It is an indisputable fact that President Trump is unlike any other man to hold the highest office in the land. One of the most notable differences is social media. If you truly want to know what the President is thinking at any and all times, simply check his Twitter account.
There is no better example of this then the President’s “tweet” from July 26, 2017, which read:
After consultation with my Generals and military experts, please be advised that the United States Government will not accept or allow … Transgender individuals to serve in any capacity in the U.S. Military.
As you may expect, this tweet directly from the President set off a firestorm of debate.
Not soon after posting the above on Twitter, the official Presidential Memorandum was issued in August of 2017. Initially, Trump’s ban required the military to not only not accept any new recruits that were transgender, but to also discharge any transgender individuals currently serving. In addition, President Trump’s policy would have required that the military stop paying for treatment being received by transgender members of the military, including gender-affirming surgeries. The one exception to this would be if stopping such treatment would be a significant risk to one’s health.
Transgender service members filed a lawsuit, and in October of 2017, a federal judge blocked the portion of the ban that required the military to discharge existing transgender troops and refuse to enlist any new transgender members. Not long after that first ruling, another US District Court judge out of Washington, D.C. additionally blocked the President’s attempt to prevent the military from paying for medical services for its transgender troops.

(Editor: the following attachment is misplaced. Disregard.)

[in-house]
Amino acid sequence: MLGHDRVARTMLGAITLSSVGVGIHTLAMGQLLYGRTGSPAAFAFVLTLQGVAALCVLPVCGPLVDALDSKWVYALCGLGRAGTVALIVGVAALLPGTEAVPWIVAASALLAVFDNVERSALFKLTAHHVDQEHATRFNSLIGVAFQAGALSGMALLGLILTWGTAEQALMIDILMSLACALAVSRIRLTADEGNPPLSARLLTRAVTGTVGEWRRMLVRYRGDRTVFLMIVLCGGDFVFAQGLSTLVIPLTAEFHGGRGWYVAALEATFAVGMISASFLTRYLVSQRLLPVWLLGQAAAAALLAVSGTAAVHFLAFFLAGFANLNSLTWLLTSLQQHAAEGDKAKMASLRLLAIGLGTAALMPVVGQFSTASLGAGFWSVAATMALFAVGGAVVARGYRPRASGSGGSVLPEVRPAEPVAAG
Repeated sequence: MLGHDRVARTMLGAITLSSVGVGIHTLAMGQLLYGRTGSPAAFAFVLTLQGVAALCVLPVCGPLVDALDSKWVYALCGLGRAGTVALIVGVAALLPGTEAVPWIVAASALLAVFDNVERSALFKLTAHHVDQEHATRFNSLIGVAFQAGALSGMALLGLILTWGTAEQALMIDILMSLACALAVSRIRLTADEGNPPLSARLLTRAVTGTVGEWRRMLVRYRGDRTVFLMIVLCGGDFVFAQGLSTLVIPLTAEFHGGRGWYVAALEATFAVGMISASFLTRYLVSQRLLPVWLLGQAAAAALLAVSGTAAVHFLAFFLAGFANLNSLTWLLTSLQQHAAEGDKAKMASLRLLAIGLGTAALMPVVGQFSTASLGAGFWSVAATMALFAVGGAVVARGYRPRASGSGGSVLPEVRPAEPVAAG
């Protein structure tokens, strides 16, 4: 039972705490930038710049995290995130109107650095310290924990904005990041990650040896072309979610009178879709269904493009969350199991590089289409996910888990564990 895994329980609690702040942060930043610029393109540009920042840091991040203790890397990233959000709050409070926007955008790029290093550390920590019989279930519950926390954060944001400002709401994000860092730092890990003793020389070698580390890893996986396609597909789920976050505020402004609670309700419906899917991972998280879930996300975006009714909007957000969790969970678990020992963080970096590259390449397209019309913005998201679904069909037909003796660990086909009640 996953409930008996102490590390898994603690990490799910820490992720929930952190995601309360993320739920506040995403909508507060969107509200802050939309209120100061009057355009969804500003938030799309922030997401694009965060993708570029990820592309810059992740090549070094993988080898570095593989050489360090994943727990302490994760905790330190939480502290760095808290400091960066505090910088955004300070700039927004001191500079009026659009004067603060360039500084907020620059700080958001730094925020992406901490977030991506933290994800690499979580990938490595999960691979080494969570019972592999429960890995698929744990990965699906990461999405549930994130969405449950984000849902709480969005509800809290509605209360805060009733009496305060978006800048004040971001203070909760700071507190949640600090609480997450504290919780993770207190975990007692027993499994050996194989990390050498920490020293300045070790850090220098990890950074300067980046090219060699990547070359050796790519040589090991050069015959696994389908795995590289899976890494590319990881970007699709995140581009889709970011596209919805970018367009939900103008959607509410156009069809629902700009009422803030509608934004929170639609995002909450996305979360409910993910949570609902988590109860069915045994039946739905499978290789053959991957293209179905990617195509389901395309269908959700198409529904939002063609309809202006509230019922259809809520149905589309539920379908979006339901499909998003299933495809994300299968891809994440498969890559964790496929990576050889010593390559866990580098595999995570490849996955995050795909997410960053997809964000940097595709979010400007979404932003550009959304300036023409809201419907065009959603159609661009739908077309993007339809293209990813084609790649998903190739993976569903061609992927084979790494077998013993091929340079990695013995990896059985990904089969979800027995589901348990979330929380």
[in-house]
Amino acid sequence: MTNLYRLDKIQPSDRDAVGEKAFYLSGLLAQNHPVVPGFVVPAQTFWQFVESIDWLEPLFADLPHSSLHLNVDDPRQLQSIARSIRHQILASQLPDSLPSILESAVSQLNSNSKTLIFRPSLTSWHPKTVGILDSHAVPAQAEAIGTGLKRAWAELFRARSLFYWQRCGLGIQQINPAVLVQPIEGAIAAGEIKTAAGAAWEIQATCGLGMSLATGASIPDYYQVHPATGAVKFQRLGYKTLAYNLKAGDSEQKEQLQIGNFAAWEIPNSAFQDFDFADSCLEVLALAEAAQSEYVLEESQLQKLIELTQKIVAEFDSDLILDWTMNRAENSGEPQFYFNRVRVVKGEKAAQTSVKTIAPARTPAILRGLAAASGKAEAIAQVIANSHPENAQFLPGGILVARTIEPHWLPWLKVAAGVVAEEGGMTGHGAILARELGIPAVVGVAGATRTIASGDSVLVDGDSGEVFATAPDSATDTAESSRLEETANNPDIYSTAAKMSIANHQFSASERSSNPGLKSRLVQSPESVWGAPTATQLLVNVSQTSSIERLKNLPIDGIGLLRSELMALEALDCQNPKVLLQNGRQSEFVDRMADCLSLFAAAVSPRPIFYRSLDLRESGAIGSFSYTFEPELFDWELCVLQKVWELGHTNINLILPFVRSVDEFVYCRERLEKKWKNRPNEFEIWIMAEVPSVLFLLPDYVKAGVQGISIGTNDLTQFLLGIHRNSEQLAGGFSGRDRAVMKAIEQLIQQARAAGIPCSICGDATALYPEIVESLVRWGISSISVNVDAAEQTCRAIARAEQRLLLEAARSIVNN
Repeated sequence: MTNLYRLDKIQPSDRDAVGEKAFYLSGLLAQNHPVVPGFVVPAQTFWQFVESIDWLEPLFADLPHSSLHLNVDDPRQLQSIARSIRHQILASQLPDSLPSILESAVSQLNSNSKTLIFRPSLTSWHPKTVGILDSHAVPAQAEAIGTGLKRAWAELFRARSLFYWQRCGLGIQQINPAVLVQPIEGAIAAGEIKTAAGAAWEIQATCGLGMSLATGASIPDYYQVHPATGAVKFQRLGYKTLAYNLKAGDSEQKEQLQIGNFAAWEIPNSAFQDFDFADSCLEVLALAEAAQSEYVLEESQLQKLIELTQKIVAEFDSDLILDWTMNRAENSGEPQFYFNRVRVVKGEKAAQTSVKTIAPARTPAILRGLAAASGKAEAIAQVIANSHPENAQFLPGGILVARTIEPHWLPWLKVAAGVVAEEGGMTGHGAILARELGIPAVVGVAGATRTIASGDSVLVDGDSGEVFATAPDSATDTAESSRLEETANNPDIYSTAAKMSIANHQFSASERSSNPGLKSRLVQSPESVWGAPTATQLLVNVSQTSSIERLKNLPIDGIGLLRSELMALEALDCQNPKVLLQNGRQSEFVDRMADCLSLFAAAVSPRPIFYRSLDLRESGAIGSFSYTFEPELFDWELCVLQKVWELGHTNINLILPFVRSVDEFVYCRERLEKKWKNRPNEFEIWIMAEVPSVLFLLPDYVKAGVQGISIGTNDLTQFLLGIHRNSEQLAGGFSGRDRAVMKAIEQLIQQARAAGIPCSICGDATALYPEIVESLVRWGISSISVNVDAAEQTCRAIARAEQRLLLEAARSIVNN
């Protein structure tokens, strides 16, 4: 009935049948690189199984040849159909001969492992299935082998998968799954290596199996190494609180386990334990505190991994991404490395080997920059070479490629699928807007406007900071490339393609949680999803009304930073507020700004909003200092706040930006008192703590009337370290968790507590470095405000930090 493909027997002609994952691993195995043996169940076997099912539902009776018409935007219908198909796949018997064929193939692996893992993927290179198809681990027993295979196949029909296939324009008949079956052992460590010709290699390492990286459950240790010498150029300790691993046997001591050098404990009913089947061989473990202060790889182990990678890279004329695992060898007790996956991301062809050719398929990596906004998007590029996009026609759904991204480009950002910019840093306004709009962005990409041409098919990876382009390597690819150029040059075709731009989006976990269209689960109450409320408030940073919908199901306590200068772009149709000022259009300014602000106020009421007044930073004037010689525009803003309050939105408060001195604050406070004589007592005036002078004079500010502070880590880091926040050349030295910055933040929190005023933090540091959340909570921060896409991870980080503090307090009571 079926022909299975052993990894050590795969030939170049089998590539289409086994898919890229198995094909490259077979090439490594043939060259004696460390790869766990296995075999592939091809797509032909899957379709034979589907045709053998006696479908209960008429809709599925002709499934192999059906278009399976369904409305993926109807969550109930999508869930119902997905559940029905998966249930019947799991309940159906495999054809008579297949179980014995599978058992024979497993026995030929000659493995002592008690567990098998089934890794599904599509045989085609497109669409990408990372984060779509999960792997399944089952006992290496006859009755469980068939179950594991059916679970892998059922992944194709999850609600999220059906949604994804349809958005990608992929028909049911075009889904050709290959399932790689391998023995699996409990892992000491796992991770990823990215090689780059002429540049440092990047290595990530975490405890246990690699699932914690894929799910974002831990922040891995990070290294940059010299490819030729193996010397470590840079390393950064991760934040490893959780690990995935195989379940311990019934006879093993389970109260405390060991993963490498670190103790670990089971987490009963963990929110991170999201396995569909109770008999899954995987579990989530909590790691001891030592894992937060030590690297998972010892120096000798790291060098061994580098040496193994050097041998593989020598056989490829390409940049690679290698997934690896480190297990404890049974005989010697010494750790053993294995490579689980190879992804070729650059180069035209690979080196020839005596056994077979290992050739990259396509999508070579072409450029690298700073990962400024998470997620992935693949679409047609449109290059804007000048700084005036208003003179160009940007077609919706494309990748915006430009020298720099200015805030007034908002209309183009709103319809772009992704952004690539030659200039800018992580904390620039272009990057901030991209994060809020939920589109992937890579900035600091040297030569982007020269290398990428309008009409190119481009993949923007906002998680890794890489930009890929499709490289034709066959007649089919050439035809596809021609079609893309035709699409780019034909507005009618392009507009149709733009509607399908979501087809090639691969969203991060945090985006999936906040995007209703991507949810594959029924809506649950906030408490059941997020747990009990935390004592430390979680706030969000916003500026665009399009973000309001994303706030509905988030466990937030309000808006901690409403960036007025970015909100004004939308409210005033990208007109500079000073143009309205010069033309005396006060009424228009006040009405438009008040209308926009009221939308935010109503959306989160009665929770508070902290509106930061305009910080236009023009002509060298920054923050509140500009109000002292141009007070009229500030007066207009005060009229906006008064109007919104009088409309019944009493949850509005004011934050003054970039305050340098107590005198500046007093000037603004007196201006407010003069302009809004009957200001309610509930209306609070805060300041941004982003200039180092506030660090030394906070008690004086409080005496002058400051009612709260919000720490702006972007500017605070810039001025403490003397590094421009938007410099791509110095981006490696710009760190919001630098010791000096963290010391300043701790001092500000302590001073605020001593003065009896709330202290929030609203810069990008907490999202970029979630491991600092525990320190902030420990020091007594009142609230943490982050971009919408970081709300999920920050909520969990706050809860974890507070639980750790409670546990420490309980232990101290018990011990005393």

In February 2018, General James Mattis released his plan to implement the President’s policy, which included a very important exception for transgender individuals already serving in the military. The government then used that exception to challenge the previous decisions. It filed a motion to dismiss, which argued that the plaintiffs who filed the lawsuit would not be affected by the plan since they were currently serving in the military, and thus had no standing for their case.
The Court, however, did not agree with the government’s argument. In her August 6, 2018 ruling, United States District Judge Colleen Kollar-Kotelly stated that the government did not “resolve the constitutional issues that persuaded the Court that a preliminary injunction was warranted in the first place.” And, that both the ban and Mattis’ plan to implement the ban would indeed affect those transgender members currently serving by “singling [them] out” and “stigmatizing them as members of an inherently inferior class of service members…”
While this ruling in no way means the debate is over, it does put the ball in the government’s court. Will it give up on its ban once and for all or will it move forward with its attempt to enforce it? Or, will the government attempt, yet again, to modify it in what seems like fleeting attempts to make such a ban legal?